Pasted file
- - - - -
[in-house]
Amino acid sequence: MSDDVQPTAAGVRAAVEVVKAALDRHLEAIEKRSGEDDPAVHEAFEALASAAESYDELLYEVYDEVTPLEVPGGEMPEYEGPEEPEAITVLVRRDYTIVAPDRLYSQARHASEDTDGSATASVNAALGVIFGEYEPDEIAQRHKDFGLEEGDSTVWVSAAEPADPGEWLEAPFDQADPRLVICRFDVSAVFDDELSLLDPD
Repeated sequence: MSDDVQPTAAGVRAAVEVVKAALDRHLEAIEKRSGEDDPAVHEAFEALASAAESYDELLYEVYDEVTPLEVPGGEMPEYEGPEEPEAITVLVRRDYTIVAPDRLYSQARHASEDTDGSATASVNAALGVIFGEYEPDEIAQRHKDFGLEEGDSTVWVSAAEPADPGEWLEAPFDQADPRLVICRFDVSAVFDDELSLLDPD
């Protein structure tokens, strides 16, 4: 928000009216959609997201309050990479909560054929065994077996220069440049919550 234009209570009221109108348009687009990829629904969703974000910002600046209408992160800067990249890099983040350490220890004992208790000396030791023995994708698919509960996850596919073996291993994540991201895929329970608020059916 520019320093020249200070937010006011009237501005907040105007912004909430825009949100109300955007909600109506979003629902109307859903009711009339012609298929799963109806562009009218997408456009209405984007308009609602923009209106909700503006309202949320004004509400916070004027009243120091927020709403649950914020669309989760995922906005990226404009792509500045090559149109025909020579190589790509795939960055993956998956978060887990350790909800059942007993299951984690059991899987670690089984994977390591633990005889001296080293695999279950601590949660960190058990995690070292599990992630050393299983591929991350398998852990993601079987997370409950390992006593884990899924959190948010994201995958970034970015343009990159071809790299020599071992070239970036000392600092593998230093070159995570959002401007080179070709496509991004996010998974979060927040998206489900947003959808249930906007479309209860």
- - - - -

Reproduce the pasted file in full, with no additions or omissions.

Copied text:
[in-house]
Amino acid sequence: MSDDVQPTAAGVRAAVEVVKAALDRHLEAIEKRSGEDDPAVHEAFEALASAAESYDELLYEVYDEVTPLEVPGGEMPEYEGPEEPEAITVLVRRDYTIVAPDRLYSQARHASEDTDGSATASVNAALGVIFGEYEPDEIAQRHKDFGLEEGDSTVWVSAAEPADPGEWLEAPFDQADPRLVICRFDVSAVFDDELSLLDPD
Repeated sequence: MSDDVQPTAAGVRAAVEVVKAALDRHLEAIEKRSGEDDPAVHEAFEALASAAESYDELLYEVYDEVTPLEVPGGEMPEYEGPEEPEAITVLVRRDYTIVAPDRLYSQARHASEDTDGSATASVNAALGVIFGEYEPDEIAQRHKDFGLEEGDSTVWVSAAEPADPGEWLEAPFDQADPRLVICRFDVSAVFDDELSLLDPD
């Protein structure tokens, strides 16, 4: 928000009216959609997201309050990479909560054929065994077996220069440049919550 234009209570009221109108348009687009990829629904969703974000910002600046209408992160800067990249890099983040350490220890004992208790000396030791023995994708698919509960996850596919073996291993994540991201895929329970608020059916 520019320093020249200070937010006011009237501005907040105007912004909430825009949100109300955007909600109506979003629902109307859903009711009339012609298929799963109806562009009218997408456009209405984007308009609602923009209106909700503006309202949320004004509400916070004027009243120091927020709403649950914020669309989760995922906005990226404009792509500045090559149109025909020579190589790509795939960055993956998956978060887990350790909800059942007993299951984690059991899987670690089984994977390591633990005889001296080293695999279950601590949660960190058990995690070292599990992630050393299983591929991350398998852990993601079987997370409950390992006593884990899924959190948010994201995958970034970015343009990159071809790299020599071992070239970036000392600092593998230093070159995570959002401007080179070709496509991004996010998974979060927040998206489900947003959808249930906007479309209860």